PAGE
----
She turned back with a confused look on her face...I smiled...she said "Hi", still very confused.
I looked at her, with a grin pasted on my face, but I knew I had made a faux pas, I did not know this girl I just greeted so warmly! Undaunted though, I went ahead and grabbed the empty seat next to her and initiated a conversation.
It was the first day of college, all the first year students were invited for the Orientation program on a rainy afternoon. In spite of carrying an umbrella, I was drenched and was shivering in the cold blast of air-conditioning inside the large auditorium. Adding to my discomfiture was the fact that being new in the city, I felt like an alien the crowd of unknown faces. I was searching desperately for someone I could acquaint myself with, when I spotted her. She was sitting on the aisle seat of a middle row. Her orange dress seemed to exude a certain warmth which soothed my hyper nerves. Something in her mannerism communicated a familiarity which none in this human sea seem to radiate. I felt I knew her, how and from where was a question which could be dealt with later. At that moment the only thing that mattered was - I knew this girl, soon to detect the contrary!
After a few curious exchanges, we discovered that not only we were to join the same class, but also shared the same ailment - the feeling of being an outsider. I had left behind my parents, then posted in Jabalpur and she came from Allahabad. As she would later comment, we both were from the 'cow belt', and felt more belonged there than in Calcutta, which happens to be the abode of our extended families. I could not believe my sheer good luck of meeting her. Through the show we found so much about each other and yet so little. We left college together that day with a silent promise of seeing each other the next day, the first day of our class.
By the next morning, I had completely forgotten her name! I was late for college, and was rushing through the human traffic of Park Street. I raced from the entry gate, through the front courtyard, to the main entrance of the college building. And there, on the stairs, was she, waiting for me - her first friend in college, as she told the others whom she had met by then. She flashed me her endearing smile, and I knew I had found 'my friend'. From that day Soma and me have been inseparable in college and beyond. We shared the same bench for all three years. She was a go getter and I was a little subdued, she was a typical tomboy and I was experimenting on being girly, she was a poetess and I was learning poetry, she wore her identity on her sleeves and I was still confused about who I am. But we stuck through. We had enormous fights and misunderstandings, we hated each other many a times, but we were tied together with this extraordinarily strong bond which would not break however hard it was hit.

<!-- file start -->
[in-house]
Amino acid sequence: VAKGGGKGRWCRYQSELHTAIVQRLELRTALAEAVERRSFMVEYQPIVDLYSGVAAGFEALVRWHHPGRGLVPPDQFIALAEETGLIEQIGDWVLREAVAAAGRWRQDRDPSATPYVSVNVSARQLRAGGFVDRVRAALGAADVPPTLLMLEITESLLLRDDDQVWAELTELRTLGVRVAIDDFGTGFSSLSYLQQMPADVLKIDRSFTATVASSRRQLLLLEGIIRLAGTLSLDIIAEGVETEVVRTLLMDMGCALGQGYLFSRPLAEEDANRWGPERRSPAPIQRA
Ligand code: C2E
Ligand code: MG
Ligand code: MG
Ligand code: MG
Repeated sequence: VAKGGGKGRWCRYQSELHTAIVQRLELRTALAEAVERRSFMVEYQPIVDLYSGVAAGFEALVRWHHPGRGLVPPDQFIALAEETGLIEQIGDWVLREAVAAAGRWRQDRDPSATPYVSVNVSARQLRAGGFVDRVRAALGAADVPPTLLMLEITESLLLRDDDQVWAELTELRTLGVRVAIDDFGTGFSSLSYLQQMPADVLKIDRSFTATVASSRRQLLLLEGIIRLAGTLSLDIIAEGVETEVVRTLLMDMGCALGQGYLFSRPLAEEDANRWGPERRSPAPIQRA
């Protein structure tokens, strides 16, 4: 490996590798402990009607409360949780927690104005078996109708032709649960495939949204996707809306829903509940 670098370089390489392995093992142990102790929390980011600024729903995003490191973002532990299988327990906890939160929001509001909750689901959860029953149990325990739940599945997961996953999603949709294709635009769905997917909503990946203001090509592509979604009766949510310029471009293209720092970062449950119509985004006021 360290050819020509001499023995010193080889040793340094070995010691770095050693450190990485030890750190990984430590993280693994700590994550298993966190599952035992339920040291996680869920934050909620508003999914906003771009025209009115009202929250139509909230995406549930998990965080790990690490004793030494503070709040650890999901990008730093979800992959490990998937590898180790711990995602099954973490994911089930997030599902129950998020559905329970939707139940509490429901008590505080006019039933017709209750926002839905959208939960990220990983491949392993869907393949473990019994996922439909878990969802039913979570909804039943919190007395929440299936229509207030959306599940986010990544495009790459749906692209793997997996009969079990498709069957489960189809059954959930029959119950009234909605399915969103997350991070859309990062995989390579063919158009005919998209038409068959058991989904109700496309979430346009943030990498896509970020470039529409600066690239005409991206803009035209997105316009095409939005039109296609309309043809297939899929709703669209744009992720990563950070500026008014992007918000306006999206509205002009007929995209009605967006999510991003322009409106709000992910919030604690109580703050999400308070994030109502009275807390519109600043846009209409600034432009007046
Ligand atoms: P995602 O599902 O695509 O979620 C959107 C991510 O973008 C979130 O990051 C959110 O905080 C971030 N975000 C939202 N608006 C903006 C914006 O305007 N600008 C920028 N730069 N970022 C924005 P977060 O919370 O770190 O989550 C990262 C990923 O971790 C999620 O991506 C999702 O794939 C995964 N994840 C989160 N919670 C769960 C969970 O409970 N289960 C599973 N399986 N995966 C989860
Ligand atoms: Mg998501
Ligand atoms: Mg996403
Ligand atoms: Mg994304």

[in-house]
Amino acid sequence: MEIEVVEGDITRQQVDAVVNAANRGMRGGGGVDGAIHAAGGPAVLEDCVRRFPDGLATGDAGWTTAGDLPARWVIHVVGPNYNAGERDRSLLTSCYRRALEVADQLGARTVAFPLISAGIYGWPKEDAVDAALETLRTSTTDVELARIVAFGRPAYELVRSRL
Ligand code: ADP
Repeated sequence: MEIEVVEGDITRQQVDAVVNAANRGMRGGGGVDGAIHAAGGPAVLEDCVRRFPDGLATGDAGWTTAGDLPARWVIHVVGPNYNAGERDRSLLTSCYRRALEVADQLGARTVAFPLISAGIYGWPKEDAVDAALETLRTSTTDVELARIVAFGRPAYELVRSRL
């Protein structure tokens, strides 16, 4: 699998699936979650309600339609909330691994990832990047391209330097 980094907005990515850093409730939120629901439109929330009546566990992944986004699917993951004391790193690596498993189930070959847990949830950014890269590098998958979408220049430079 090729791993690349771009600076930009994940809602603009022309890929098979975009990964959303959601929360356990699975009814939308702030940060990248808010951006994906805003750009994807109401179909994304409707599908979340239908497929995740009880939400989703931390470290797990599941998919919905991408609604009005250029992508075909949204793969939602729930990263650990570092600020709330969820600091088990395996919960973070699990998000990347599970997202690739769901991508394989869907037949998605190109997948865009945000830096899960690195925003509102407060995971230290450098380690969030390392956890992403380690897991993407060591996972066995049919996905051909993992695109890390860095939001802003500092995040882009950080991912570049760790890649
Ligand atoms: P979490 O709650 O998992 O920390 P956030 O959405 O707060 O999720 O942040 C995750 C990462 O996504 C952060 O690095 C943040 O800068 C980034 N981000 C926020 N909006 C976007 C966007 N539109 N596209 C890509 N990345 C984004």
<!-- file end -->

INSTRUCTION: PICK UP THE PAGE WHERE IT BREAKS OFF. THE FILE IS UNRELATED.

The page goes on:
After college we headed to fulfill our destinies. Soma became the journalist she always wanted to be, battling social issues and raising voices against all that goes wrong in this country. I joined the corporate bandwagon to live the mechanical experience falsely glorified as a high flying job. I moved to Delhi while she remained in her beloved Calcutta. But that invisible bond remains.
All my life I have never ever initiated conversations with strangers. To an observer I can appear to be a very cold and arrogant human being. This continues to be a characteristic trait of mine. But that fateful day I am glad I broke my own rule. I not only went against my nature to approach Soma but even took the first step for beginning a conversation which smoothened our transition to a connection greater than friendship - we call each other soul sisters. We don't have to be in constant touch to know what's up in other's life. We call each other after ages and easily pick up threads from nowhere to be in tune. We just know.
People say you are lucky to have found a true friend. I say (touch wood) I am luckier than them to have met Soma.